on the pcb it has one TC1047A and one cap. thats it.

if you apply power and connect a meter you can read the temp as 10mV per degree.
they were very accurate but we found you could fine tune a programed pic&TC1047A by the suply voltage.

our boards always used var-regulators by design, and saves cost.
« Last Edit: December 02, 2020, 02:05:23 14:05 by pickit2 » Logged

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Sideshow Bob
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« Reply #8 on: December 01, 2020, 05:09:55 17:09 »

Also you will never get dead stable readings from a PIC ADC. The least significant bit(s) will always fluctuate. How many bits that will fluctuate will depend on many factors like how good your power supply is. You design and layout will have its say. Anyway what may help you is to have your readouts be an average of several samples not just one sample alone. You can easy divide a binary number (at least a posetive) by shifting it to the right. If you shift it once you divide it by two, once more 4. Next time 8 and so one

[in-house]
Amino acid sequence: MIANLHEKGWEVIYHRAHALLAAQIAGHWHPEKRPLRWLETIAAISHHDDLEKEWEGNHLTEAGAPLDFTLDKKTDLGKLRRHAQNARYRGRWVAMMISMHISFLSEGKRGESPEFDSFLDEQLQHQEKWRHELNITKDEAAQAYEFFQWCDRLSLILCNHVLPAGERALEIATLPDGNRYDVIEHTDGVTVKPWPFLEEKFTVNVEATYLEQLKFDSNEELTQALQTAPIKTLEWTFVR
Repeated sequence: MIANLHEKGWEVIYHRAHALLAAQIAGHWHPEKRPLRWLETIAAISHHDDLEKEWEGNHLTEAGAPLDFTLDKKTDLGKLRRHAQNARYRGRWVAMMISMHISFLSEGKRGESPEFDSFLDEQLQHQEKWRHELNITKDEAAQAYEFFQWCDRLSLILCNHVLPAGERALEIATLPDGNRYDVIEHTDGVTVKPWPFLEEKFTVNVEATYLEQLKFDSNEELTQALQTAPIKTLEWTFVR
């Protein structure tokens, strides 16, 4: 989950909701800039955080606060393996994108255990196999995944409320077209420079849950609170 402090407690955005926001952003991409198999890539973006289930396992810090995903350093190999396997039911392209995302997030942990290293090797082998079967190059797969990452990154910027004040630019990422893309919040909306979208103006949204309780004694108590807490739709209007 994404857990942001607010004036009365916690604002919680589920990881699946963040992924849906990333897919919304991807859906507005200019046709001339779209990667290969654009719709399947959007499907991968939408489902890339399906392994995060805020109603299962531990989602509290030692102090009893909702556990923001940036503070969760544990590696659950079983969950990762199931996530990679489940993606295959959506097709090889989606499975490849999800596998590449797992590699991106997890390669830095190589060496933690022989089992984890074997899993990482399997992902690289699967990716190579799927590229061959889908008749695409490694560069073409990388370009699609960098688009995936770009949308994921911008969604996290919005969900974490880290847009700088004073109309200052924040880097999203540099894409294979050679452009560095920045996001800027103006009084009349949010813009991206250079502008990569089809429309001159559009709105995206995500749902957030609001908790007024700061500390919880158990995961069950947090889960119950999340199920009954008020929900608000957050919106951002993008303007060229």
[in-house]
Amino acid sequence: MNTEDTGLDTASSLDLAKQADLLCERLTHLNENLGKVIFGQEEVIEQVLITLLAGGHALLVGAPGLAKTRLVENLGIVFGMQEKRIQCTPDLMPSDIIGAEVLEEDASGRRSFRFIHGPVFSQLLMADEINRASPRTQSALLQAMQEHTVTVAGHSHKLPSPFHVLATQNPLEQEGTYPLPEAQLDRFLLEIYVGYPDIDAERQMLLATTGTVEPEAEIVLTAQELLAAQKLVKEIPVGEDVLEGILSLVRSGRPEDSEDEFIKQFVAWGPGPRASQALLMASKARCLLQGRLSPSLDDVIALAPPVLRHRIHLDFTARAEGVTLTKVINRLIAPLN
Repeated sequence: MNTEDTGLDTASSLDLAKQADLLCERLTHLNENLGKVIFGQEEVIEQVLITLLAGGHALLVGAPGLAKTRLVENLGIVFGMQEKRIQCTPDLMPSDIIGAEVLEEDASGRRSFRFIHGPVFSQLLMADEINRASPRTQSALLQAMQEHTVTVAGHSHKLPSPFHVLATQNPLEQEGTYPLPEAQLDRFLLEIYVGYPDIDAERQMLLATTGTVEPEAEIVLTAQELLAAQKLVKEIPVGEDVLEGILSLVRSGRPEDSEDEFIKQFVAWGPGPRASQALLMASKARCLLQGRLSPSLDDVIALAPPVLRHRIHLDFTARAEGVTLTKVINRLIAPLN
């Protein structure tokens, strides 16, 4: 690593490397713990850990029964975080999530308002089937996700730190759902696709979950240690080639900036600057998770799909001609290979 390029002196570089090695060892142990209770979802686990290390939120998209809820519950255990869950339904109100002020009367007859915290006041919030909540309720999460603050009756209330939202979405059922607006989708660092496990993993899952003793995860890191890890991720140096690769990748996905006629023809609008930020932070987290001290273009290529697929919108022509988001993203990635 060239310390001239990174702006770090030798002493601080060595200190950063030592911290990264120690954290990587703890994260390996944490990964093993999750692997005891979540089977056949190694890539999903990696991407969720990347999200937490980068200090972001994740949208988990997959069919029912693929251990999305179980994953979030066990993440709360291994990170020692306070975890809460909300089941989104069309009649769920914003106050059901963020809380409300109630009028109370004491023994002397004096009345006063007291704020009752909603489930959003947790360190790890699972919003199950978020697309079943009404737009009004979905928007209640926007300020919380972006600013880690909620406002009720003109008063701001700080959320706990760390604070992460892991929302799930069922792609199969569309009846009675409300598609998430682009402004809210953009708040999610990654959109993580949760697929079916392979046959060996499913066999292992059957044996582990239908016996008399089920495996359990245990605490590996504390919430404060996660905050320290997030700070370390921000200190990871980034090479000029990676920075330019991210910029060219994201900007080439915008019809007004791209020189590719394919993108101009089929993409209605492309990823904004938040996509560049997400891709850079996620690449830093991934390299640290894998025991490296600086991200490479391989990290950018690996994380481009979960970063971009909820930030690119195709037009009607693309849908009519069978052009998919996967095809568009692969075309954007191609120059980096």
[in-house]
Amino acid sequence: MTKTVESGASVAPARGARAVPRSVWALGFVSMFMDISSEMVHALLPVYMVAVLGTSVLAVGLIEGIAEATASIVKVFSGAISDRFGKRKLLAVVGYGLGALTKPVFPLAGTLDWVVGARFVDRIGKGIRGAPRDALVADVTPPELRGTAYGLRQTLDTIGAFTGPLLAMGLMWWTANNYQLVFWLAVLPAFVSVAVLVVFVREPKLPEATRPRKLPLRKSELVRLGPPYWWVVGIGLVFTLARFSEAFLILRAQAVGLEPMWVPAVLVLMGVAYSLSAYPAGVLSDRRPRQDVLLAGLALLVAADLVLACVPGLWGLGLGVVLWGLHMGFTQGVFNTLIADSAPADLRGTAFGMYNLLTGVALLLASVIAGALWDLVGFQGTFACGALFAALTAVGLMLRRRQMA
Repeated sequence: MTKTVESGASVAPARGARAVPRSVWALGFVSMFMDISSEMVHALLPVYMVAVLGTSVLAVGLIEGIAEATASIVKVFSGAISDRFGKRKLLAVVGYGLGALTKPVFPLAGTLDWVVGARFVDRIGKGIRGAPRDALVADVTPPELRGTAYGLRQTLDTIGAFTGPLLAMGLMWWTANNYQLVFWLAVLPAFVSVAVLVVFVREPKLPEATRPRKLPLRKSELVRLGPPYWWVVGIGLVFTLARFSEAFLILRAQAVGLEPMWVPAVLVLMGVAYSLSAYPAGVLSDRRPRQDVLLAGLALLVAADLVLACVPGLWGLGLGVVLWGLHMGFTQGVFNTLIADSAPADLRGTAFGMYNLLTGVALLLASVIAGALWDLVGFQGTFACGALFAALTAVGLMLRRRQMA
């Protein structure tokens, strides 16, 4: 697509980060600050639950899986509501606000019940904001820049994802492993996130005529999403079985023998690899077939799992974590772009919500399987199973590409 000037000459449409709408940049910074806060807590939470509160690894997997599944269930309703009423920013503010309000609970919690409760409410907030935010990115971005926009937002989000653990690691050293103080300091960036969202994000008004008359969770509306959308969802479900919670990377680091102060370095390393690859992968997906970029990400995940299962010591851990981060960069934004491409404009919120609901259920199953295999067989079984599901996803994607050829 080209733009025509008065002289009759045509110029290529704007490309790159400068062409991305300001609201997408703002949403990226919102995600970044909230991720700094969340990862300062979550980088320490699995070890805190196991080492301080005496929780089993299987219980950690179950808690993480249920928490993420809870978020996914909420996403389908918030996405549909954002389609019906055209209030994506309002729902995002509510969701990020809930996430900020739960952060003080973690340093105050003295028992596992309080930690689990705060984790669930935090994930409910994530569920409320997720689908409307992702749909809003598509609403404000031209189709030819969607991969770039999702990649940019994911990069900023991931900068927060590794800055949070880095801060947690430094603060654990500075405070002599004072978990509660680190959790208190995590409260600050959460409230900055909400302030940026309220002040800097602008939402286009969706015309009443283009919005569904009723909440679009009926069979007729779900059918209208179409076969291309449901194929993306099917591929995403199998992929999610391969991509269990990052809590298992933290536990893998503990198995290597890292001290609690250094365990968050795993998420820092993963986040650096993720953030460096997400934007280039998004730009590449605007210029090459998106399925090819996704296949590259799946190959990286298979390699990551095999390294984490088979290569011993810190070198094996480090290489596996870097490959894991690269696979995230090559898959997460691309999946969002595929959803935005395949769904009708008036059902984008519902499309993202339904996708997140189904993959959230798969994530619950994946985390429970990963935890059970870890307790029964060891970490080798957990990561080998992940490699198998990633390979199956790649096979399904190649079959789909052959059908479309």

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« Reply #9 on: December 02, 2020, 03:40:33 03:40 »

I'm not familiar with your device, but do you have it wired with proper polarity? I hear frequently "Device "X" doesn't work - it shows -40 degrees C" and I tell them to reverse the connections to the data logger and it works like a charm.
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« Reply #10 on: December 02, 2020, 12:50:27 12:50 »

Good morning. Any idea is a good idea to make someone think. No issues with polarity. Besides it comes mounted on a test board, or "educational" board, I checked how it was connected. It is very interesting to verify the stability of the power source. I`m using a commuted one, to get 9V, and the test board has a 7085 with some capacitors to get 5v nice and clean, but may be useful to check with the oscilloscope, and see what happens. Good suggestions.
About average readings, Sideshow Bob, it is not a bad idea, but I have first to check the status of the sensor.
Let me arrive to tests, and Ill let you lnow.
Regards,
« Last Edit: December 02, 2020, 12:55:01 12:55 by Poty » Logged